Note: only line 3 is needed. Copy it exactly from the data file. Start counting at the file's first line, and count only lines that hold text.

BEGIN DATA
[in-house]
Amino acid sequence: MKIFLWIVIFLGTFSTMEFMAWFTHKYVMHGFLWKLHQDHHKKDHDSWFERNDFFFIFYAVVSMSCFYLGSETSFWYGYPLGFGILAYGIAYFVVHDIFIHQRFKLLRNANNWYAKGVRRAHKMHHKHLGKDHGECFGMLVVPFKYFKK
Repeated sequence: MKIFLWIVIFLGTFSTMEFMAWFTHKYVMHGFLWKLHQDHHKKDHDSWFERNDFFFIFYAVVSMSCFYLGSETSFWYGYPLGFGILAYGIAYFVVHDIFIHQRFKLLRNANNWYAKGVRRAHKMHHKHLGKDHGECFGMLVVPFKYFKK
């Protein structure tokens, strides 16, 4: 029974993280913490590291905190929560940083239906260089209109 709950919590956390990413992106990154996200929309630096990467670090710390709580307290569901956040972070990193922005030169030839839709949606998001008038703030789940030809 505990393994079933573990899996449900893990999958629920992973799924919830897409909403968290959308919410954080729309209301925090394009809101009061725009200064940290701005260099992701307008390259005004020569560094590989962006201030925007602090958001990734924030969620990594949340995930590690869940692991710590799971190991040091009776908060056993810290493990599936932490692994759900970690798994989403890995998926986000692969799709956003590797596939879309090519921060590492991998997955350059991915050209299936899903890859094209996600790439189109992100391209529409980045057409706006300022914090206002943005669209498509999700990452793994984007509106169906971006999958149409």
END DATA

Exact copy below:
Repeated sequence: MKIFLWIVIFLGTFSTMEFMAWFTHKYVMHGFLWKLHQDHHKKDHDSWFERNDFFFIFYAVVSMSCFYLGSETSFWYGYPLGFGILAYGIAYFVVHDIFIHQRFKLLRNANNWYAKGVRRAHKMHHKHLGKDHGECFGMLVVPFKYFKK